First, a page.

Studying these cells could lead to new treatments for diseases ranging from gastrointestinal disease to diabetes.
What do you do with your losing lottery tickets? Nerva E. Irvine of the Medical Department recycles hers, and with great success.
On April 14 she won $100,000 a year for life in a Lottery Commission drawing which she entered by sending in three of her losing tickets in the Wild 20 II game.
Mrs. Irvine, who came to this country from Tobago in the West Indies in 1970, said the whole thing is simply unbelievable. "I was the eighth finalist chosen. My first son was born the eighth day, my second son the eighth month, and I know I sent in approximately eight sets of tickets."
There are no immediate plans for dramatic changes in her life, she said. Mrs. Irvine is an administrative assistant who has been at the Medical Department for 18 years "and being at MIT for 20 years is important to me and I will probably try for that."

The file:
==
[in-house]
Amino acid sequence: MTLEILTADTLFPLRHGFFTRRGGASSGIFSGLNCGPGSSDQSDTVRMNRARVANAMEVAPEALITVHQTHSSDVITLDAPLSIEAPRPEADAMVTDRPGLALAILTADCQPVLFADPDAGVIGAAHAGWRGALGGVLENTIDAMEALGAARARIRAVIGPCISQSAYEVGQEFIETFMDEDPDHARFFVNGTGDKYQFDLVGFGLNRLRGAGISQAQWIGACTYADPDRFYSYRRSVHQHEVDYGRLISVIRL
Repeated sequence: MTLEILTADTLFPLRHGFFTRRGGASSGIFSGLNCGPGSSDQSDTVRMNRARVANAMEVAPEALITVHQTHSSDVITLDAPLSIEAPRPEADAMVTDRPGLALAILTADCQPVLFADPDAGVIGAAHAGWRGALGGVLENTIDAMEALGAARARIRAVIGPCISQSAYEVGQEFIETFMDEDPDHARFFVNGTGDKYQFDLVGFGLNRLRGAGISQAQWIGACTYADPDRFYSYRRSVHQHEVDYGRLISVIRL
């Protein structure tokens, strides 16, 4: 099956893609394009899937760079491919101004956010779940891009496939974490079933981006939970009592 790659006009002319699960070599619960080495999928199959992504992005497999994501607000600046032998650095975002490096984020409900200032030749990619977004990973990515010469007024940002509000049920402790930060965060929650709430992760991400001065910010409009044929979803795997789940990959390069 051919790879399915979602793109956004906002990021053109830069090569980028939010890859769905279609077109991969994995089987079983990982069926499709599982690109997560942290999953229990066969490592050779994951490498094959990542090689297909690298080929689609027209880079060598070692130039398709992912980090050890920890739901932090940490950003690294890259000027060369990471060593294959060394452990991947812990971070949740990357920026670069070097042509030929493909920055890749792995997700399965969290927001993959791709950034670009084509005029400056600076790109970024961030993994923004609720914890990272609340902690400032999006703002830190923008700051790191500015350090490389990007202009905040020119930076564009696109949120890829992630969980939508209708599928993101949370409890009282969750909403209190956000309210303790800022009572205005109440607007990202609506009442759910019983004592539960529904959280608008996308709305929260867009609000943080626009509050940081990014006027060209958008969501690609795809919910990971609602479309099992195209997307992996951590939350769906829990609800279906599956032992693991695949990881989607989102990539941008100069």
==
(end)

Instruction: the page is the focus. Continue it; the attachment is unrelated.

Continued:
She said she "won't have to worry about tuition" anymore, referring to her sons, one in college and one in high school.
Her husband Hugh-they've been married for 30 years-will continue working in Tarrytown, N.Y., as an assembler in the General Motors plant, and making the four-hour drive home on Friday nights, she said.
"He worked at GM in Framingham for years, but lost that job when the plant closed," Mrs. Irvine said. He was out of work for a while until he was called to New York.
"I have only one regret about all of this," Mrs. Irvine said. "The MIT Medical Department didn't get mentioned on television."
A version of this article appeared in the April 28, 1993 issue of MIT Tech Talk (Volume 37, Number 30).